Thomas’s current biography also says he served as a mentor through the University of Pennsylvania’s Penn Partnership program, though a spokeswoman for the university’s Graduate School of Education said no program exists by that name.

Thomas took the helm at Urban Dove Team Charter School last summer as the school was preparing for its second year. A transfer school, Urban Dove is designed to serve students who started high school but accumulated so few credits that they are no longer on track to graduate.

The school’s philosophy is to engage students through physical activity, and its unique model—three hours of sports to start the day, and heavy involvement from the students’ coaches—has earned the school lots of positive media attention.

But board members said the school faced challenges with both discipline and academics in its first year, including a brawl that brought eight police officers to the school. A review from the state Department of Education four months after the school opened noted that 17 of the 99 students then enrolled had been suspended more than once.

By last May, an independent assessment of the school obtained by Chalkbeat noted that the staff was extremely committed to the school’s vision, but students were completing “low-level work,” there had been no formal professional development for the teachers, and student behavior remained a challenge.

For help, the school’s board turned to Thomas. At a recent board meeting, members credited him with improving the school’s discipline policy and an increase in students passing classes.

But school founder Jai Nanda and board chair Michael Grandis didn’t respond to requests for comment about Thomas’s qualifications.

At least one board member said he was shocked to hear of the principal’s past. Though he said he wasn’t closely involved in the principal search process, board member Patrick Fagan said he was told that Thomas’s references checked out.

“To me, it was more like, this guy does sound like he knows what he’s doing,” Fagan said. “I’m not making any excuses. I’m at a loss for words.”

Thomas deferred further questions to Grandis. But at least during his 2010 campaign, the principal was a staunch advocate of full transparency.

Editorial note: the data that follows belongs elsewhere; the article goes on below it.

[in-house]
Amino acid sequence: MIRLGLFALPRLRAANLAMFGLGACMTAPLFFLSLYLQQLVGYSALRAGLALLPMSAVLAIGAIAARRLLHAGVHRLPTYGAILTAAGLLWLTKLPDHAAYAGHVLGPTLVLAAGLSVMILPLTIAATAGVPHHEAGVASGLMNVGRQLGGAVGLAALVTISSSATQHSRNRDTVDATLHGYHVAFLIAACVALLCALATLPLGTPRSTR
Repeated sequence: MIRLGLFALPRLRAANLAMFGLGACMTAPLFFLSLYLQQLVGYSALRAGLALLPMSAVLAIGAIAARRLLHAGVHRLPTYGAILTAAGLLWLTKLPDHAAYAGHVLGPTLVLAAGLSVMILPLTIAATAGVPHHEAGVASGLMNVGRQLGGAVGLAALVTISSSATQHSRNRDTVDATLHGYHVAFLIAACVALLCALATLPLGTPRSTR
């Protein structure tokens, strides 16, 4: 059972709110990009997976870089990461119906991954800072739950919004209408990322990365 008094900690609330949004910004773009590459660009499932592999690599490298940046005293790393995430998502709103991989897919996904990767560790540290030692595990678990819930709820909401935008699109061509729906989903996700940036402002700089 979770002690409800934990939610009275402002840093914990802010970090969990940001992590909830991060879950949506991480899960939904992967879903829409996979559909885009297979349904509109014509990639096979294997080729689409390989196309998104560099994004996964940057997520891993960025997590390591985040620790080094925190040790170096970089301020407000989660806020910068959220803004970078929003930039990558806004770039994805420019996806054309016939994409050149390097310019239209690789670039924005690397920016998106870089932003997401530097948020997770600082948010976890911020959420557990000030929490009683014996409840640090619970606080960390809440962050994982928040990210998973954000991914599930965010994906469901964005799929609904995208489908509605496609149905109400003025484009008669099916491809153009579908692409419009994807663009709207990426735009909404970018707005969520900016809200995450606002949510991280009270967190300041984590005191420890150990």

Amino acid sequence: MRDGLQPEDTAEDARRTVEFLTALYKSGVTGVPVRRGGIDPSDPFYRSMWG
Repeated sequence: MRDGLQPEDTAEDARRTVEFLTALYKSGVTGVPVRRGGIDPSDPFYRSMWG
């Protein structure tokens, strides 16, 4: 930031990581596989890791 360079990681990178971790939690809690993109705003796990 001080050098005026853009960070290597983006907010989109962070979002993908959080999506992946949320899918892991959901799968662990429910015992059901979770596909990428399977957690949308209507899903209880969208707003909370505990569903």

“It is always important when someone stands up before you, that you know who they are, where they’ve studied, what their experiences have been,” he said.

“It’s always important for each and every one of us to know what’s missing from the pieces of the puzzle.”

Weekend Reads

Need classroom decor inspiration? These educators have got you covered.

This school year, students will spend about 1,000 hours in school —making their classrooms a huge part of their learning experience.

We’re recognizing educators who’ve poured on the pizazz to make students feel welcome. From a 9th-grade “forensics lab” decked out in caution tape to a classroom stage complete with lights to get first graders pumped about public speaking, these crafty teachers have gone above and beyond to create great spaces.

Got a classroom of your own to show off? Know someone that should be on this list? Let us know!

Jaclyn Flores, First Grade Dual Language, Rochester, New York
“Having a classroom that is bright, cheerful, organized and inviting allows my students to feel pride in their classroom as well as feel welcome. My students look forward to standing on the stage to share or sitting on special chairs to dive into their learning. This space is a safe place for my students and we take pride in what it has become.”

Jasmine, Pre-K, Las Vegas, Nevada
“My classroom environment helps my students because providing calming colors and a home-like space makes them feel more comfortable in the classroom and ready to learn as first-time students!”

 

Oneika Osborne, 10th Grade Reading, Miami Southridge Senior High School, Miami, Florida
“My classroom environment invites all of my students to constantly be in a state of celebration and self-empowerment at all points of the learning process. With inspirational quotes, culturally relevant images, and an explosion of color, my classroom sets the tone for the day every single day as soon as we walk in. It is one of optimism, power, and of course glitter.”

Kristen Poindexter, Kindergarten, Spring Mill Elementary School, Indianapolis, Indiana
“I try very hard to make my classroom a place where memorable experiences happen. I use songs, finger plays, movement, and interactive activities to help cement concepts in their minds. It makes my teacher heart so happy when past students walk by my classroom and start their sentence with, “Remember when we…?”. We recently transformed our classroom into a Mad Science Lab where we investigated more about our 5 Senses.”